Passive components are important contributors to the miniaturization of most electronic products. Passives include capacitors, resistors, piezoelectrics, and coils. Heavy reliance on analog circuitry requires a large number of passive components to be used in consumer products like VCRs, camcorders, and cellular phones. In Hitachi's video camera, for example, there are currently 475 passive components required. Current development plans will reduce that number to 290, as illustrated in Figure 4.16. Continued miniaturization is expected to reduce power consumption as the number of ICs and passive components are decreased for smaller and lighter products. The miniaturization trend for coils and capacitors is illustrated in Table 4.9.
Figure 4.16. Components trend in camcorders (Hitachi).
As with plastic and ceramic packaging technologies, Japanese firms also lead in passive component technologies. Three Japanese companies, Murata, TDK, and Kyocera (AVX in the United States), account for most of the world market in this industry.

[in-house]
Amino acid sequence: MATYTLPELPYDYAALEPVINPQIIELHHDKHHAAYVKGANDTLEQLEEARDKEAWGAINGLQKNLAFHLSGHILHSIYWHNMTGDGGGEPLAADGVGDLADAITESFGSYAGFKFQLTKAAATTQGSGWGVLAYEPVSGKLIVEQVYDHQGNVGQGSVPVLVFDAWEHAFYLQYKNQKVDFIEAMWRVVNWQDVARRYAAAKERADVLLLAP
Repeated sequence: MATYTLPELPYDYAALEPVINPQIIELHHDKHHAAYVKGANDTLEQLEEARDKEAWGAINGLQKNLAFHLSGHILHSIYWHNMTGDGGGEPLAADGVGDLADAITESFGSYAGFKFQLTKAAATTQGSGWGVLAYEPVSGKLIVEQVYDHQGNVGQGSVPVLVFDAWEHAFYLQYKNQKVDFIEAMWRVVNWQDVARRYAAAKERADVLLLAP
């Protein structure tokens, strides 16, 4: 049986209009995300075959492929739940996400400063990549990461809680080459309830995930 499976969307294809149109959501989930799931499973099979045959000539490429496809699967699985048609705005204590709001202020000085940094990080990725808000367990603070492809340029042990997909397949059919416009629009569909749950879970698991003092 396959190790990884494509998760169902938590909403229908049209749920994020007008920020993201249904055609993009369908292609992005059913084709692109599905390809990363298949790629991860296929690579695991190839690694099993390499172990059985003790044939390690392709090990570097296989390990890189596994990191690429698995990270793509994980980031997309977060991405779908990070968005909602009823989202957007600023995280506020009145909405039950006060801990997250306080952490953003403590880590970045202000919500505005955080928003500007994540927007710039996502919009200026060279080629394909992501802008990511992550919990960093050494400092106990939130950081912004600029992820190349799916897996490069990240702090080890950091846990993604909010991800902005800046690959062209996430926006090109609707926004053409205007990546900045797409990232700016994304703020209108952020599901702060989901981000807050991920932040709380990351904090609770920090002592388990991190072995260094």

Japanese investments in passive component developments are aimed at continued reduction of cost and size rather than increased integration. Integration was used to achieve miniaturization requirements, but was often considered to be a higher-cost or next-generation alternative. The primary R&D activities pursued by Murata, as an example, include the following:
The JTEC panel was most impressed with the passive component technology and manufacturing capabilities of the Japanese firms visited. Companies like Murata and TDK, for example, have highly automated factories and produce their own in-house equipment to manufacture millions of parts, some the size of poppy seeds, using multilayer metalization and dielectrics.